15 min read
The old adage tells us that “consistency is key,” but what role does consistency play in our marketing? Why is it a necessity rather than a nice-to-have?
When you are focused on thoughtfully building the reputation of your brand, you’ll quickly realize how important it is to provide consistent value to your audience.
It’s not enough to capture their attention once and never connect with them again. You’ll need to keep their attention by consistently delivering content in order to leave a memorable impression.
The best way to keep your brand top-of-mind is to start an email newsletter.
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By starting an email newsletter, you’ll have an opportunity to connect with your subscribers on a consistent basis with personalized, educational content.
To start collecting email subscribers, you can use a newsletter landing page to attract visitors and persuade them to join your list.
Think of your newsletter landing page as the “gate” between where your audience is right now and where they want to be. If you can position your email newsletter as a solution to a core problem they are experiencing, you’ll be able to keep an engaged email list.
So, why should you create a newsletter landing page?
Not only are landing pages the best way to grow your newsletter, but it will also allow you to accomplish these specific goals.
If you rely on social media platforms to communicate with your audience, you won’t always have a direct line of communication to them.
Platforms like Instagram and Facebook only show your posts to 2-3% of your followers (without paid social media advertising), but an email service provider (ESP) will deliver your email newsletter to every subscriber without the hassle of changing algorithms.
It’s also a good idea to turn your social media followers into email subscribers because they can be worth 15 times as much when they join your list.
Email subscribers are more likely to convert on your offers than a social media follower, so the main goal of your social media platforms should be to grow your email list. A newsletter landing page will help you do that.
Instead of only creating automated email sequences to nurture your email subscription list (which we recommend utilizing), you can use an email newsletter landing page to communicate with your audience on a regular schedule.
Email newsletters are usually sent on a consistent weekly or monthly schedule, but you can adjust the schedule to fit your email marketing content strategy. Once you choose how often you want to email your subscribers, it’s time to outline what kind of email content you want to send.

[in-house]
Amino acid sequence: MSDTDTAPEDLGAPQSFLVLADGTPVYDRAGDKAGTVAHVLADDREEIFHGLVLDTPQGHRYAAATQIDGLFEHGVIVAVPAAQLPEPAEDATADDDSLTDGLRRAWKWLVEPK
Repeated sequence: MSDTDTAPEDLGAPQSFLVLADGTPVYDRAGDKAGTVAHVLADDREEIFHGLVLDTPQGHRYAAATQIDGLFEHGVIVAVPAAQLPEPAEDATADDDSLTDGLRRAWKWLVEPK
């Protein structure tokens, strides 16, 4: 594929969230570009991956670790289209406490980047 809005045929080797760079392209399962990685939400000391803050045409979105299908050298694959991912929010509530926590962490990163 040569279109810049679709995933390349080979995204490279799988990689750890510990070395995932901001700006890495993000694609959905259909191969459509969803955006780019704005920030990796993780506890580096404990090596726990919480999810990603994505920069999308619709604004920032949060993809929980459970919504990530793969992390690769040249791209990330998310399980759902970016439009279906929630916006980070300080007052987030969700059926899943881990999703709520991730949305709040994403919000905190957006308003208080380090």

Many creators send regular updates about their business, clients, or new projects through an email newsletter. Others send educational lessons on niche topics, helping their subscribers learn something new that they can implement into their life or business. Others tell personal stories that inspire and motivate whoever is reading them.
If you haven’t launched your brand, blog, or business yet, you can still create a newsletter landing page. Starting an early email newsletter will help you prime your audience for the upcoming launch.
Instead of launching to an empty room, you will have an engaged list of email subscribers who can't wait for your launch. This can also be done with a coming soon landing page if you only want to collect interest for your launch rather than communicating with them consistently through your newsletter.
By nurturing new subscribers with a consistent newsletter, you’ll build an initial connection with your audience that leads to more trust. It will also help you build excitement and buzz around your launch. When the big day arrives, you’ll have more people spreading the word about your brand, increasing the reach of your content.
To start engaging with email subscribers, you’ll want to create an eye-catching newsletter landing page with a few key landing page elements. You’ll need a clear headline, short description copy, memorable imagery, and a call-to-action (CTA) button that is easy to find.
Your headline must make a statement and grab your audience’s attention. It only needs to be a few words long, but you’ll want to choose those words wisely.
Some of your audience members will make a decision whether or not they want to sign up for your newsletter based on your headline, so you might want to write down a few options before you choose a winner. We’ll help you get started with a few headline formulas.